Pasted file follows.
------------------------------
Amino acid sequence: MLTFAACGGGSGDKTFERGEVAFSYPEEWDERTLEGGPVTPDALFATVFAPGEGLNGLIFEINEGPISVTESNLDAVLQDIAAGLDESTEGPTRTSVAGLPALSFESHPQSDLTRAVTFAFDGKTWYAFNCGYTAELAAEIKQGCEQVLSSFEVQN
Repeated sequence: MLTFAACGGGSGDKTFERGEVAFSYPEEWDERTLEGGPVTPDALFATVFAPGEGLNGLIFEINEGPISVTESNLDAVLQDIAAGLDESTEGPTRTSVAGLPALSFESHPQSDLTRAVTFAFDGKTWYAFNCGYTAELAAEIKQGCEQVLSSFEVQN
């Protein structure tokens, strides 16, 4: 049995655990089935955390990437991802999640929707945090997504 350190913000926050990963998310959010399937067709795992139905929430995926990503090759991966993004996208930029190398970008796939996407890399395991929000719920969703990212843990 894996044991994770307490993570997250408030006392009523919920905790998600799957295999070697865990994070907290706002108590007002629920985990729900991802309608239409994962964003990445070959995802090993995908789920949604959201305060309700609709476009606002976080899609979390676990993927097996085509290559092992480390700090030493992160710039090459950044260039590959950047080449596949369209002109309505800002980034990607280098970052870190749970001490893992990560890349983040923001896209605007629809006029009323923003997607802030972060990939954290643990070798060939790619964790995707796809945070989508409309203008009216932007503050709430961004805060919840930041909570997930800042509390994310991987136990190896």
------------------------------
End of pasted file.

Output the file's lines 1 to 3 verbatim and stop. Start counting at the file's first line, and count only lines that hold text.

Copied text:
Amino acid sequence: MLTFAACGGGSGDKTFERGEVAFSYPEEWDERTLEGGPVTPDALFATVFAPGEGLNGLIFEINEGPISVTESNLDAVLQDIAAGLDESTEGPTRTSVAGLPALSFESHPQSDLTRAVTFAFDGKTWYAFNCGYTAELAAEIKQGCEQVLSSFEVQN
Repeated sequence: MLTFAACGGGSGDKTFERGEVAFSYPEEWDERTLEGGPVTPDALFATVFAPGEGLNGLIFEINEGPISVTESNLDAVLQDIAAGLDESTEGPTRTSVAGLPALSFESHPQSDLTRAVTFAFDGKTWYAFNCGYTAELAAEIKQGCEQVLSSFEVQN
């Protein structure tokens, strides 16, 4: 049995655990089935955390990437991802999640929707945090997504 350190913000926050990963998310959010399937067709795992139905929430995926990503090759991966993004996208930029190398970008796939996407890399395991929000719920969703990212843990 894996044991994770307490993570997250408030006392009523919920905790998600799957295999070697865990994070907290706002108590007002629920985990729900991802309608239409994962964003990445070959995802090993995908789920949604959201305060309700609709476009606002976080899609979390676990993927097996085509290559092992480390700090030493992160710039090459950044260039590959950047080449596949369209002109309505800002980034990607280098970052870190749970001490893992990560890349983040923001896209605007629809006029009323923003997607802030972060990939954290643990070798060939790619964790995707796809945070989508409309203008009216932007503050709430961004805060919840930041909570997930800042509390994310991987136990190896």